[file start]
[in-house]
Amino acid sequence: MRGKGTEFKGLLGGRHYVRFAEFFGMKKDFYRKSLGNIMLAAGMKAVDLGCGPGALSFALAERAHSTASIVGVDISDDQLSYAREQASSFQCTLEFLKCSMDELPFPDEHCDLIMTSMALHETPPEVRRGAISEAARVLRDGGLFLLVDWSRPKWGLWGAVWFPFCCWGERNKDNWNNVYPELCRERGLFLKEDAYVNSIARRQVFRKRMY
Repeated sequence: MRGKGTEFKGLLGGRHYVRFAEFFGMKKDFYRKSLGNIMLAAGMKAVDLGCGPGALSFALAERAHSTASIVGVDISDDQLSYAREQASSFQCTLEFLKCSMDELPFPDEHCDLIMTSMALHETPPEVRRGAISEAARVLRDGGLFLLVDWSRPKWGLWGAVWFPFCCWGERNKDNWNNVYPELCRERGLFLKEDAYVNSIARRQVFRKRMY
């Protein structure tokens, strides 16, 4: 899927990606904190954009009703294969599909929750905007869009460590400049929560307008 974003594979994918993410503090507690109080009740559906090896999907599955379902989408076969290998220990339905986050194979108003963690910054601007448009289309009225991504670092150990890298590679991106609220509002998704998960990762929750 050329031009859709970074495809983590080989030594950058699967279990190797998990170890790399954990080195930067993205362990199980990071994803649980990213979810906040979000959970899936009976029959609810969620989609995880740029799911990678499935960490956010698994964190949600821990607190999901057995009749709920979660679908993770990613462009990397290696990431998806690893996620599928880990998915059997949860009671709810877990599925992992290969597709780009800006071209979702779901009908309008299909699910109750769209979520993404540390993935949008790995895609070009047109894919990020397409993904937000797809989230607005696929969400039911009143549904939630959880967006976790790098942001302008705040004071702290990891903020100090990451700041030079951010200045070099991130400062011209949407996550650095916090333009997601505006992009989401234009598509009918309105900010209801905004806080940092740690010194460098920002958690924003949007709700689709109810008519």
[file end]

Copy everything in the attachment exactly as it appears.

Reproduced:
[in-house]
Amino acid sequence: MRGKGTEFKGLLGGRHYVRFAEFFGMKKDFYRKSLGNIMLAAGMKAVDLGCGPGALSFALAERAHSTASIVGVDISDDQLSYAREQASSFQCTLEFLKCSMDELPFPDEHCDLIMTSMALHETPPEVRRGAISEAARVLRDGGLFLLVDWSRPKWGLWGAVWFPFCCWGERNKDNWNNVYPELCRERGLFLKEDAYVNSIARRQVFRKRMY
Repeated sequence: MRGKGTEFKGLLGGRHYVRFAEFFGMKKDFYRKSLGNIMLAAGMKAVDLGCGPGALSFALAERAHSTASIVGVDISDDQLSYAREQASSFQCTLEFLKCSMDELPFPDEHCDLIMTSMALHETPPEVRRGAISEAARVLRDGGLFLLVDWSRPKWGLWGAVWFPFCCWGERNKDNWNNVYPELCRERGLFLKEDAYVNSIARRQVFRKRMY
């Protein structure tokens, strides 16, 4: 899927990606904190954009009703294969599909929750905007869009460590400049929560307008 974003594979994918993410503090507690109080009740559906090896999907599955379902989408076969290998220990339905986050194979108003963690910054601007448009289309009225991504670092150990890298590679991106609220509002998704998960990762929750 050329031009859709970074495809983590080989030594950058699967279990190797998990170890790399954990080195930067993205362990199980990071994803649980990213979810906040979000959970899936009976029959609810969620989609995880740029799911990678499935960490956010698994964190949600821990607190999901057995009749709920979660679908993770990613462009990397290696990431998806690893996620599928880990998915059997949860009671709810877990599925992992290969597709780009800006071209979702779901009908309008299909699910109750769209979520993404540390993935949008790995895609070009047109894919990020397409993904937000797809989230607005696929969400039911009143549904939630959880967006976790790098942001302008705040004071702290990891903020100090990451700041030079951010200045070099991130400062011209949407996550650095916090333009997601505006992009989401234009598509009918309105900010209801905004806080940092740690010194460098920002958690924003949007709700689709109810008519």